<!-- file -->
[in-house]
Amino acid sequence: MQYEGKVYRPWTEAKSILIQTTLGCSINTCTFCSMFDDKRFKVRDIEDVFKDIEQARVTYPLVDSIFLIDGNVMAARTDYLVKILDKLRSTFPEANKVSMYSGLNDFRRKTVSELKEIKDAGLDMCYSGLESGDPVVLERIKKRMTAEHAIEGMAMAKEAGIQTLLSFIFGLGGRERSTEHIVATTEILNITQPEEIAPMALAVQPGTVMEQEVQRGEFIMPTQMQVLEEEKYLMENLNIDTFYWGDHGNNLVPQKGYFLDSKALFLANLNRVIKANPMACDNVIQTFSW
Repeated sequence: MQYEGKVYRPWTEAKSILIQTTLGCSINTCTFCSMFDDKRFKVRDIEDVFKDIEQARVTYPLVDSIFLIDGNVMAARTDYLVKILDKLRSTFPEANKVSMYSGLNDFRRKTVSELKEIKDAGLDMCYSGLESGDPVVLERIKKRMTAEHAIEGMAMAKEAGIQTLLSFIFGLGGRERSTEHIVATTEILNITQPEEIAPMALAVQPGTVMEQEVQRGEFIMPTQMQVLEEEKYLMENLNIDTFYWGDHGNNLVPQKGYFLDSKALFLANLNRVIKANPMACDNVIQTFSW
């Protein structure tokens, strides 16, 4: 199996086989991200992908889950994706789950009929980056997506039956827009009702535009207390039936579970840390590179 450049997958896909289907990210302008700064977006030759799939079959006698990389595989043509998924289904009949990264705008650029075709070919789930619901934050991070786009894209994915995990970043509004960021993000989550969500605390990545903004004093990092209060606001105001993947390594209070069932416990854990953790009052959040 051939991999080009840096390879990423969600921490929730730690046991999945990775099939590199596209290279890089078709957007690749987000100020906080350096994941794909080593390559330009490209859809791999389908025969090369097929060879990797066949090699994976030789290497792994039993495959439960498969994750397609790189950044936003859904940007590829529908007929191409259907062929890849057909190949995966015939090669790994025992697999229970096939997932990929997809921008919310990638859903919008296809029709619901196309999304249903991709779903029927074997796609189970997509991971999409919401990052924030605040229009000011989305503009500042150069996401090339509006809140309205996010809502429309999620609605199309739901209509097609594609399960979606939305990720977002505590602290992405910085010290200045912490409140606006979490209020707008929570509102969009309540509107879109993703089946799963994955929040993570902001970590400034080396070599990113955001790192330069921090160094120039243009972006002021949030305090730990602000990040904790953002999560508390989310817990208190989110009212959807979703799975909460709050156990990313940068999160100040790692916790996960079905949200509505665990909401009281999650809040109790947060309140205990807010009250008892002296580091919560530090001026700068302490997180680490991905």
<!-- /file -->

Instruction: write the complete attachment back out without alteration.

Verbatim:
[in-house]
Amino acid sequence: MQYEGKVYRPWTEAKSILIQTTLGCSINTCTFCSMFDDKRFKVRDIEDVFKDIEQARVTYPLVDSIFLIDGNVMAARTDYLVKILDKLRSTFPEANKVSMYSGLNDFRRKTVSELKEIKDAGLDMCYSGLESGDPVVLERIKKRMTAEHAIEGMAMAKEAGIQTLLSFIFGLGGRERSTEHIVATTEILNITQPEEIAPMALAVQPGTVMEQEVQRGEFIMPTQMQVLEEEKYLMENLNIDTFYWGDHGNNLVPQKGYFLDSKALFLANLNRVIKANPMACDNVIQTFSW
Repeated sequence: MQYEGKVYRPWTEAKSILIQTTLGCSINTCTFCSMFDDKRFKVRDIEDVFKDIEQARVTYPLVDSIFLIDGNVMAARTDYLVKILDKLRSTFPEANKVSMYSGLNDFRRKTVSELKEIKDAGLDMCYSGLESGDPVVLERIKKRMTAEHAIEGMAMAKEAGIQTLLSFIFGLGGRERSTEHIVATTEILNITQPEEIAPMALAVQPGTVMEQEVQRGEFIMPTQMQVLEEEKYLMENLNIDTFYWGDHGNNLVPQKGYFLDSKALFLANLNRVIKANPMACDNVIQTFSW
């Protein structure tokens, strides 16, 4: 199996086989991200992908889950994706789950009929980056997506039956827009009702535009207390039936579970840390590179 450049997958896909289907990210302008700064977006030759799939079959006698990389595989043509998924289904009949990264705008650029075709070919789930619901934050991070786009894209994915995990970043509004960021993000989550969500605390990545903004004093990092209060606001105001993947390594209070069932416990854990953790009052959040 051939991999080009840096390879990423969600921490929730730690046991999945990775099939590199596209290279890089078709957007690749987000100020906080350096994941794909080593390559330009490209859809791999389908025969090369097929060879990797066949090699994976030789290497792994039993495959439960498969994750397609790189950044936003859904940007590829529908007929191409259907062929890849057909190949995966015939090669790994025992697999229970096939997932990929997809921008919310990638859903919008296809029709619901196309999304249903991709779903029927074997796609189970997509991971999409919401990052924030605040229009000011989305503009500042150069996401090339509006809140309205996010809502429309999620609605199309739901209509097609594609399960979606939305990720977002505590602290992405910085010290200045912490409140606006979490209020707008929570509102969009309540509107879109993703089946799963994955929040993570902001970590400034080396070599990113955001790192330069921090160094120039243009972006002021949030305090730990602000990040904790953002999560508390989310817990208190989110009212959807979703799975909460709050156990990313940068999160100040790692916790996960079905949200509505665990909401009281999650809040109790947060309140205990807010009250008892002296580091919560530090001026700068302490997180680490991905």